What is happening with  the Florida Coral?

We all here at Reefnation have a passion for the oceans and the creatures and creations that are in them. We also know that our readers have the same general feelings toward this.  So when we hear the news of so many corals being destroyed worldwide by different methods, it breaks our hearts. This story is one that is really close to home for me personally, as I have always lived in Florida.

The amount of coral on the majority of the Caribbean reefs has greatly declined, as much as 80% in the last 3 decades. The reefs that are located in thw southeast, those that are a part of the majority of the western Atlantic reef province, have been being monitored for diseases, bleaching and other problems associated with human interverence in the area. The data from 105 locations revealed a 44 percent decline in coral cover from 1996-2005. In an overall look, that may not seem like a very high number to you, but it is a very serious issue.

We are in a state of decline for all coral, and in particular, the Florida coral. If things are not corrected, we may not have any coral worldwide if we can’t correct this. A large reason that this is such an issue is corals are very slow-growing. This level of a loss represents a serious and significant threat to local coral ecosystems. While we all know reefs can withstand varying levels of natural disturbance, they may not be as resilient to human-induced stresses. The southeast part of Florida has coastal resources are under intense stress. This stress is resulting from high population densities and coastal development.

We contribute to shoreline erosion with the construction of large coastal infrastructure projects, such as the installation of pipes, cables and wastewater outfalls for public utilities. These also damage coral habitat through mechanical impacts or degradation of water quality. Beach nourishment projects, in which large volumes of sand are re-located from offshore to onshore, can cause severe impacts to reefs. This being something that we often think is a helpful tool for our oceans, when really we are doing the opposite. Coral reef organisms may be smothered by sediments and reduced water clarity deprives corals of the light they require for photosynthesis by their symbiotic algae.

Projects that are dredge and fill projects, as well as, the construction of seawalls and docks, negatively impact seagrasses, mangroves, and more of nature’s communities that are inter-connected with the coral reef ecosystem. Projects like theses can directly impact corals by destroying them during construction, or they can result in indirect impacts, such as reducing the amount of available light when a new dock shades the seafloor.

We all also know that there is a certain degree of runoff from residential, industrial, and agricultural areas containing fertilizers, silt, chemicals, debris, and other contaminants. These are carried through storm drains to Florida’s waterways. Sewage discharges from waste treatment facilities, boats, and developed land areas contribute to coral diseases and death. Even when the sewage has been treated it contains high nutrient levels which trigger algal blooms that smother reefs. This may also contain bacteria and viruses which threaten the health of both the marine environment and humans. Pollution from people who live many miles from the coast can destroy corals as liquids and solids eventually make their way downstream to the ocean through our numerous inland canals and waterways, and through groundwater transport.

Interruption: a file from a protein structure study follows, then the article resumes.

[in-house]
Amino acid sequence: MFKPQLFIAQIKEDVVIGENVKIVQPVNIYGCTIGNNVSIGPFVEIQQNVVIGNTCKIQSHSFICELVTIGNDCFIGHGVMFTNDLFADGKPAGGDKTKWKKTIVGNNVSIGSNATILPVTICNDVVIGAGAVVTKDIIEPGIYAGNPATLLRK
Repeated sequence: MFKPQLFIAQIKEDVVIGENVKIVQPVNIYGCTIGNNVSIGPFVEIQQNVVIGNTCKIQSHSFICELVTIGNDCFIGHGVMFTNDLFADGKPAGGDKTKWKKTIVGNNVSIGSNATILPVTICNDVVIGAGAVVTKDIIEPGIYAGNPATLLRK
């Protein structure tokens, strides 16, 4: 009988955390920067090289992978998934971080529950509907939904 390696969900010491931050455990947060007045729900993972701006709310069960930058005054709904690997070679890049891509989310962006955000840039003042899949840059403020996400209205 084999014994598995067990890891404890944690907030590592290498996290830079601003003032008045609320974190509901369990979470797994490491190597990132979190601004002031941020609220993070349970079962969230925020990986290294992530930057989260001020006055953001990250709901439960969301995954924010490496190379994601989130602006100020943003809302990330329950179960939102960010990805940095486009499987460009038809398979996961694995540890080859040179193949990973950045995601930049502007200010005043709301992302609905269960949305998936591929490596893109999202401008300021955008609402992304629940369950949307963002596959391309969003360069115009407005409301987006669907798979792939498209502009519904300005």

Physical contact from fins, hands, or equipment of boaters, divers, snorkelers and fishermen can damage delicate corals. Abandoned, improperly discarded, or lost fishing gear like line, nets, and traps cause physical damage to reef systems. Ships and other vessels that run aground or drop anchor on reefs can dislodge, overturn and crush corals.

Two species of coral ( known as Acropora cervicornis and Acropora palmata) that are found in south Florida waters and throughout the Caribbean are now listed as Threatened Species under the federal Endangered Species Act in 2006. On geologic time scales, Acroporids were the dominant reef building corals off the southeast Florida coast. Pillar coral (Dendrogyra cylindrus), which is a Florida coral that also occurs offshore southeast Florida, was placed on the State of Florida’s Endangered Species List by the Florida Fish and Wildlife Conservation Commission in 1985. All species of stony corals (Order Scleractinia), including fire corals (Genus Millepora), as well as sea fans of the species Gorgonia flabellum and Gorgonia ventalina, are protected from being taken, attempted take, destruction, sale, attempted sale or possession under Florida Administrative Code Rule 68B-4216.

The most serious issue we have in regards to saving coral is a lack of public awareness. This lack of awareness also results in a lack of appreciation regarding the significance of coral reef communities and how they can be harmed is another threat to reefs. Increased public knowledge and community involvement in the protection of coral reefs will help to decrease the threats to this valuable natural resource. Please help to do your part in saving our reefs!